What an employer can reasonably expect when allowing an employee to use
a messaging device supplied by the employer when the employee is “sexting.”
Millions of Americans have used them to vote for their favorite “American Idol” candidate. Colleges and universities use them to inform students of security alerts or weather warnings. Barack Obama even used one to announce his vice-presidential candidate selection. Almost overnight, text messaging has become the preferred medium of communication for millions of people. For instance, in the United States alone, an astonishing 189 billion text messages were sent in 2007. When expanded to major markets worldwide, the number balloons to 2.3 trillion messages.
Undoubtedly, this in one medium that presently has no limits. With this new and pervasive technology new legal issues have emerged and our legal system is in a position of having to decide new case law in order to meet the changes in modern technology. For example, just how much privacy do government employees have when they send a personal text message over a phone issued to them by an employer under the Stored Communications Act? In the case of Quon v. Arch Wireless , the Supreme Court will be sending its own message when it hears a Ninth Circuit case of whether employees have a right to privacy when they send text messages on electronic devises supplied by their employers. The facts of Quon are as follows:
Jeff Quon was a sergeant on the Ontario, California SWAT team. He was given a pager with wireless text-messaging capability for work and he was specifically put on notice about the department's email policy (that incorporated texting) which policy explicitly gave the City of Ontario the right to monitor and prohibit the messenger for personal use. For eight months, the department did not audit anyone's page messages. During this time, Quon exceeded the coverage limit several times and paid for his extra usage. When Quon and another officer again exceeded their limit, the police chief decided to audit the use of certain pagers, including Quon's, to figure out whether the city should increase its 25,000 character allotment and whether the officers were using their pagers for personal reasons. The City asked its carrier, Arch Wireless, to provide transcripts of the messages on the selected pagers and later found that many of Quon's messages were personal and some were sexually explicit. Quon, his wife, and two others with whom he exchanged text messages then sued for a violation of their privacy rights. Quon said he believed that hundreds of personal text messages he had sent, including sexually explicit notes to his mistress, were private.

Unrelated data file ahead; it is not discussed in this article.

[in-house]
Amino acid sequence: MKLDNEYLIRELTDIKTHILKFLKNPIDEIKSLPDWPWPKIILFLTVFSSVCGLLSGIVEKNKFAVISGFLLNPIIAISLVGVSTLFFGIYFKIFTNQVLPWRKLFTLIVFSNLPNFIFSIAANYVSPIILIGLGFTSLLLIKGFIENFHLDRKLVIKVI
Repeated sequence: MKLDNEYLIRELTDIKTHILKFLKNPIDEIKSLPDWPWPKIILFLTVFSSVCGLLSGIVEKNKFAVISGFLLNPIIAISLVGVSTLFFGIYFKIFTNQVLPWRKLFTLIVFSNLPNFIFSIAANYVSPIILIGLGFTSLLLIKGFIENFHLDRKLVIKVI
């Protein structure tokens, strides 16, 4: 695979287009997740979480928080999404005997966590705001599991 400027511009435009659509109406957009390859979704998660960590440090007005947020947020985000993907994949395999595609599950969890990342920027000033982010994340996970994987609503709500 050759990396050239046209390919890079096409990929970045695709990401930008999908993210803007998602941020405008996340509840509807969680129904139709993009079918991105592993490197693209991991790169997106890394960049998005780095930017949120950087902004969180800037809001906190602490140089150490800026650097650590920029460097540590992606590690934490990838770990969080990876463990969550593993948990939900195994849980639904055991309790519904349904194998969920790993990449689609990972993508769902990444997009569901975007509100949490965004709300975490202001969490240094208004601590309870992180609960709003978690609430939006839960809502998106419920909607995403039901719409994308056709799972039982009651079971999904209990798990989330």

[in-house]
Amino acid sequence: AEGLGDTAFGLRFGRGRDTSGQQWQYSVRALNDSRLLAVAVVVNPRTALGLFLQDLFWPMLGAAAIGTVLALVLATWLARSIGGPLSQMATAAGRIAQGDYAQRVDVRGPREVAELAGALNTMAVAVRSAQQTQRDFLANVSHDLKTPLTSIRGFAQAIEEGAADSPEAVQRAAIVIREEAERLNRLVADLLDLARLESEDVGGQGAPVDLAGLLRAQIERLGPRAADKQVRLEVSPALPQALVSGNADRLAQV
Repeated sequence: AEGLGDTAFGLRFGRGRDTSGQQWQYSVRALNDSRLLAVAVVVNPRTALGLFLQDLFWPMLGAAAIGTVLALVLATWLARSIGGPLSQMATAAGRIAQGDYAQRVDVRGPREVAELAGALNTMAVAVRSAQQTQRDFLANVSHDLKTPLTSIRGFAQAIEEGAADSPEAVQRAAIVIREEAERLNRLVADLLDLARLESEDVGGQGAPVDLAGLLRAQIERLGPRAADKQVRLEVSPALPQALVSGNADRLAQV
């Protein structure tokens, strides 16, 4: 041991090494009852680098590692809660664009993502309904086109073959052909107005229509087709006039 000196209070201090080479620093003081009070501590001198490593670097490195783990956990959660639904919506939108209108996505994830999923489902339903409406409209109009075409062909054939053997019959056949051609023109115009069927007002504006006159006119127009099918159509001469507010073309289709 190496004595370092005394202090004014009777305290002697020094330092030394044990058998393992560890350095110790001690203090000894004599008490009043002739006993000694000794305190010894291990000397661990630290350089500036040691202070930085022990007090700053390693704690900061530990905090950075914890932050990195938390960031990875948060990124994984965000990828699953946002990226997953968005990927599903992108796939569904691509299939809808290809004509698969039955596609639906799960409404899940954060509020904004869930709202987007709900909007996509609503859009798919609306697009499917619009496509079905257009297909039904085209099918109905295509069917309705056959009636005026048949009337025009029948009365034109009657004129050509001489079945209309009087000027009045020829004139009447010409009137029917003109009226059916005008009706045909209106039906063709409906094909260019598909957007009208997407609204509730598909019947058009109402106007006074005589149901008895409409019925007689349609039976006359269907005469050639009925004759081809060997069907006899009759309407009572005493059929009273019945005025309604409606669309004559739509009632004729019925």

The Ninth Circuit decided against the City. Despite the existence of the written policy, the Ninth Circuit found that the department's practice of not reading such messages gave Quon a reasonable expectation of privacy in their messages. The Court also found that alternatives existed for the City wherein the department could have sent out a warning letting officers know in advance that they would be audited. Additionally, the Court concluded that Arch Wireless was an electronic computing service and, as a result, it could not disclose the content to a subscriber without the consent of a recipient. Thus, any such disclosure to the department as the subscriber, according to the court, violated the Stored Communications Act and Quon's right to privacy.
The importance of this case so far is mainly fourfold and these key takeaways should be considered by all employers:
1. Quon makes clear the importance of having clear and precise monitoring policies in place.
2. It makes clear that courts will go behind these policies and look at the “operational reality” of monitoring to see if the review of electronic communications is appropriate. It is incumbent, then, that if a policy is enacted by an employer that the policy is applied on a consistent basis.
3. Quon also makes clear that even if an employer owns the device, has a monitoring policy, and pays for the service, monitoring of the content of the communications may not always be appropriate and
4. The case clarifies any doubt that text messaging must be included in monitoring policies and that the policies that exist in connection with monitoring e-mail be covered by traditional e-mail monitoring policies.
Although, the Quon Case is a public sector employment matter, the private sector will be watching very carefully to see how this case will impact privacy standards applicable to public sector and private employers alike. The real challenge for the Supreme Court, however, will be to reach a decision that balances the convergence of a new explosive technology with the emerging erosion of the boundaries between personal and work life.